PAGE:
How to Transfer an iTunes Library From One Computer to Another Computer
So you’ve built a gargantuan iTunes library filled with some of the finest music and videos on Earth and now you’re afraid to lose it all when you upgrade. Do you want to know how to transfer an iTunes library from one computer to another computer? You’ve come to the right place.
Luckily there are a few easy options for moving your entire library to another computer. There are three things you need to consider before jumping in and transferring your iTunes library. First, each of the below transfer methods will preserve your meta data. Meta data is used by iTunes to keep track of non-essential information, like the number of plays each song has had, the number of times you’ve skipped over a lame song and the star rating you’ve given your songs.
Second, you need to consider whether or not you want to move your entire iTunes library or just a portion of it.
The third thing to consider is how you want to transfer the data. Are you okay burning your library to a DVD or do you want to use a portable hard drive or USB memory stick?
The two options I’ll give you to transfer your iTunes library from one computer to another is the ‘manual method’ and the ‘iTunes method’. Each method has some pros and cons depending on the answers you gave above.
The ‘manual method’ will allow you to back up your iTunes library including all media and meta data. This method will allow you to backup exactly what you want and will allow you to back it up to any type of media you want – DVD, hard drive or USB. The only downside is that if you have your media spread out across your hard drive, it may be difficult to make sure you grab it all.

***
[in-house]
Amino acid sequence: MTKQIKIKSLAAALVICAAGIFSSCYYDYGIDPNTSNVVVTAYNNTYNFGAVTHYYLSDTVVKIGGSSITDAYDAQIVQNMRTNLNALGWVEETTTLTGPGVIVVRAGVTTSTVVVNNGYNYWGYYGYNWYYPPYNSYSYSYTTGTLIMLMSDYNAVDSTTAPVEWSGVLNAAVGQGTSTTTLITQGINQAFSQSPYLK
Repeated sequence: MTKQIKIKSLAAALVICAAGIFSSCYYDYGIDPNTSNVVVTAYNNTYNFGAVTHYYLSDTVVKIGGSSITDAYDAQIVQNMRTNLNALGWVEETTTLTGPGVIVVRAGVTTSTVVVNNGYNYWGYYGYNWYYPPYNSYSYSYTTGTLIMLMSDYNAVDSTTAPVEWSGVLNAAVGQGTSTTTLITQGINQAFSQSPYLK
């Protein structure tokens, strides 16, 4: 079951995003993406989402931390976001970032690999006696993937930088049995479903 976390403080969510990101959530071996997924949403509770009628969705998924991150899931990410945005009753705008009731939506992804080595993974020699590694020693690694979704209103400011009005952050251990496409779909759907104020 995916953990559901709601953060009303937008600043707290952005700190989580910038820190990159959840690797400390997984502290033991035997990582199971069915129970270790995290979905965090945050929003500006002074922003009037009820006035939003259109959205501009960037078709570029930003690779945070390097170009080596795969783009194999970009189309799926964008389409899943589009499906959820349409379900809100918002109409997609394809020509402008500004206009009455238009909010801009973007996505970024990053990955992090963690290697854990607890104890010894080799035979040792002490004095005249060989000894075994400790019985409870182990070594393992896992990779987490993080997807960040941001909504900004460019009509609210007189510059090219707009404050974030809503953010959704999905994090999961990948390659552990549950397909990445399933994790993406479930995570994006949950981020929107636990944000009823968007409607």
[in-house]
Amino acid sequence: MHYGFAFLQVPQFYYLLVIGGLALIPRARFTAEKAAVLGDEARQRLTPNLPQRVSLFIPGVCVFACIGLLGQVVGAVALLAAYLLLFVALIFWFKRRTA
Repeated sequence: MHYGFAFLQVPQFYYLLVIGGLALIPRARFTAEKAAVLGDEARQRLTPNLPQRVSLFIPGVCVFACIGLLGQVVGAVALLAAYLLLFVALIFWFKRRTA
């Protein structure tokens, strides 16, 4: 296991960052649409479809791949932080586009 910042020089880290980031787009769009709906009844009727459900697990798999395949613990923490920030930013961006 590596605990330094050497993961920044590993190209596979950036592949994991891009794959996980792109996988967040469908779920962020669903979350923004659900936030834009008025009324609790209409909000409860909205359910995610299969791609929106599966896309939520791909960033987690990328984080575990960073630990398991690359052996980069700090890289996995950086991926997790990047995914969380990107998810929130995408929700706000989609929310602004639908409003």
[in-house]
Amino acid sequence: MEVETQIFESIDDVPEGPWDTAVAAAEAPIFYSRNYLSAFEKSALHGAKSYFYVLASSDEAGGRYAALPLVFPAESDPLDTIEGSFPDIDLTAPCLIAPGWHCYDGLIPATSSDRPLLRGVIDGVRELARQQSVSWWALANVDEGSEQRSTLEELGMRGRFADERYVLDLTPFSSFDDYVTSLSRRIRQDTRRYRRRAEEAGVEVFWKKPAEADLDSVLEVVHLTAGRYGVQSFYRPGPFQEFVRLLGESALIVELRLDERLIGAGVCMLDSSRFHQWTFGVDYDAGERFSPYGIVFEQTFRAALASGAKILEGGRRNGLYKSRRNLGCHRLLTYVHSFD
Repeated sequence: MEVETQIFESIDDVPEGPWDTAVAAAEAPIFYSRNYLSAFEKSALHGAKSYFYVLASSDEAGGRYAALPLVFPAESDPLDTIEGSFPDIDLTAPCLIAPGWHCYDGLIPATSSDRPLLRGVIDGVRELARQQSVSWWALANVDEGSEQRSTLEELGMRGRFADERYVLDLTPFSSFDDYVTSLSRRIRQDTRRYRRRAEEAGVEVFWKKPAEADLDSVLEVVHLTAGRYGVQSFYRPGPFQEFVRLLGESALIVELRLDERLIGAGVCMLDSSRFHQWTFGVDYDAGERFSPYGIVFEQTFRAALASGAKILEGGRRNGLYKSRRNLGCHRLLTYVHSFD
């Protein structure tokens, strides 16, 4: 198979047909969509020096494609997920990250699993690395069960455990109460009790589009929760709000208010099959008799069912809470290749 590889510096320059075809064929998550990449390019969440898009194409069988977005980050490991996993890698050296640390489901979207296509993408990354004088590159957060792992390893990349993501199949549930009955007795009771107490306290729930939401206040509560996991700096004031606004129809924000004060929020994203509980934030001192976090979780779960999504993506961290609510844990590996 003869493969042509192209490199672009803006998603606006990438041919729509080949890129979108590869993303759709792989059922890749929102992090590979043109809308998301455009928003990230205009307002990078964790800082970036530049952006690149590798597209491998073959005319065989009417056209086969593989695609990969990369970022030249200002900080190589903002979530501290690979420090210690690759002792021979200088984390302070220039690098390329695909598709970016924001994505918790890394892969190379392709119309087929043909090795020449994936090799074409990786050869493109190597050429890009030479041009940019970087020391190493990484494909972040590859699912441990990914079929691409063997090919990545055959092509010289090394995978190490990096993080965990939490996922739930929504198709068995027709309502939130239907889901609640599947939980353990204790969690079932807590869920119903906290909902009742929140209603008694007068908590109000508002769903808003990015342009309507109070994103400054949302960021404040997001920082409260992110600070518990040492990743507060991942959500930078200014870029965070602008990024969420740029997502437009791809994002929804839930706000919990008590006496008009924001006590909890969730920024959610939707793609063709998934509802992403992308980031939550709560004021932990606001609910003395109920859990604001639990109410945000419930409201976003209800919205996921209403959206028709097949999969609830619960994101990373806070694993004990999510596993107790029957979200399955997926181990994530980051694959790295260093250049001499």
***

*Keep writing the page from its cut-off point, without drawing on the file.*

The ‘iTunes method’ is a bit stricter in how you back up the data and will only allow you to burn data to a DVD or CD, but it does the dirty work of finding all of your media and ensuring all of the data gets backed up. The other downside is that you can’t be selective in what gets backed up – you can choose to back up the entire library or only items you’ve purchased from iTunes.
The Manual Method
If you only want to backup a portion of your library or want to use an external hard drive, you’ll need to use the manual method. In this example I’ll assume you are backing up the library to an external hard drive. Make sure you see your external device under My Computer.
You first need to find your iTunes library folder. On a Windows XP system, this would be under c:\documents and settings\\My Documents\My Music\. On Windows Vista or Windows 7, it will be under c:\users\\My Music\ (Figure 1).
If you don’t see your iTunes folder under these locations, open iTunes and go to Edit>Preferences>Advanced. You will see the location in the top box listed under ‘iTunes Media folder location’.
Drag the iTunes library folder to your external hard drive. Depending on how much data you have, this could take a while.
Next take your hard drive and plug it into the computer you are transferring to. Copy the iTunes folder to a location on the new computer. It is recommended that you use the same location as the previous computer.
Now, open iTunes while holding the SHIFT key. This will force iTunes to ask you where your media library is (Figure 2). Choose the location you copied your folder to and you will be good to go.
The iTunes Method
If you want to copy everything in your iTunes library to DVD, this is the method for you. Open iTunes and go to File> Library>Backup to Disc.
You now have the option of backing everything up or only items purchased from the iTunes store. You can also choose whether or not you want to only back up items added since the last backup was performed (Figure 3). Click the Backup button when you are ready to begin.
To transfer the iTunes library to the other computer, insert the backup DVD in your drive and open iTunes. iTunes will recognize the backup and will ask if you want to import the data. Click the Restore button and you should be set.
Congratulations, you have successfully transferred an iTunes library from one computer to another computer.
Credits: Screenshots taken by R. Tetzlaff